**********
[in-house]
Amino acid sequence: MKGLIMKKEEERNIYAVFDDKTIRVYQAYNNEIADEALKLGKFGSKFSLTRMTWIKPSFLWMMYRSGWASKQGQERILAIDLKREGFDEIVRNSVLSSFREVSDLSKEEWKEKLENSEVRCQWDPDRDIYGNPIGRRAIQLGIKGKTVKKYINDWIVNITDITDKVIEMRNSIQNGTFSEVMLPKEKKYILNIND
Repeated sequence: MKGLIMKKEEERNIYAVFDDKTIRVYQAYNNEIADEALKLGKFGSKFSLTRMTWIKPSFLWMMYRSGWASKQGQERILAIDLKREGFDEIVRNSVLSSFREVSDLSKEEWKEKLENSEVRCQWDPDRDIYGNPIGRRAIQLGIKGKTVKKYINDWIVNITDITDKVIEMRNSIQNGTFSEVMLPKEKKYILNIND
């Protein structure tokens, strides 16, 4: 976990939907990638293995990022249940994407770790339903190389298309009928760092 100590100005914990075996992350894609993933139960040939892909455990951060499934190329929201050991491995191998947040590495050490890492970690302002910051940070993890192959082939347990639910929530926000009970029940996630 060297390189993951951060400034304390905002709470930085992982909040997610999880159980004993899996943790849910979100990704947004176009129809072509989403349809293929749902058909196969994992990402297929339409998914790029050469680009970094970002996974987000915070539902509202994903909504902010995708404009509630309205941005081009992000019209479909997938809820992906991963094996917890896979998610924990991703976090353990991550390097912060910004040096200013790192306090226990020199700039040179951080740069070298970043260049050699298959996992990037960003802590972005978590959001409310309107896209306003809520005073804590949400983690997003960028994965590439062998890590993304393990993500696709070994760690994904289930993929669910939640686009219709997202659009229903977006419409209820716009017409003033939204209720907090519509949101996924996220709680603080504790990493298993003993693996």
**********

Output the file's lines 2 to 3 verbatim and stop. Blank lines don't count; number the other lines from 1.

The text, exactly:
Amino acid sequence: MKGLIMKKEEERNIYAVFDDKTIRVYQAYNNEIADEALKLGKFGSKFSLTRMTWIKPSFLWMMYRSGWASKQGQERILAIDLKREGFDEIVRNSVLSSFREVSDLSKEEWKEKLENSEVRCQWDPDRDIYGNPIGRRAIQLGIKGKTVKKYINDWIVNITDITDKVIEMRNSIQNGTFSEVMLPKEKKYILNIND
Repeated sequence: MKGLIMKKEEERNIYAVFDDKTIRVYQAYNNEIADEALKLGKFGSKFSLTRMTWIKPSFLWMMYRSGWASKQGQERILAIDLKREGFDEIVRNSVLSSFREVSDLSKEEWKEKLENSEVRCQWDPDRDIYGNPIGRRAIQLGIKGKTVKKYINDWIVNITDITDKVIEMRNSIQNGTFSEVMLPKEKKYILNIND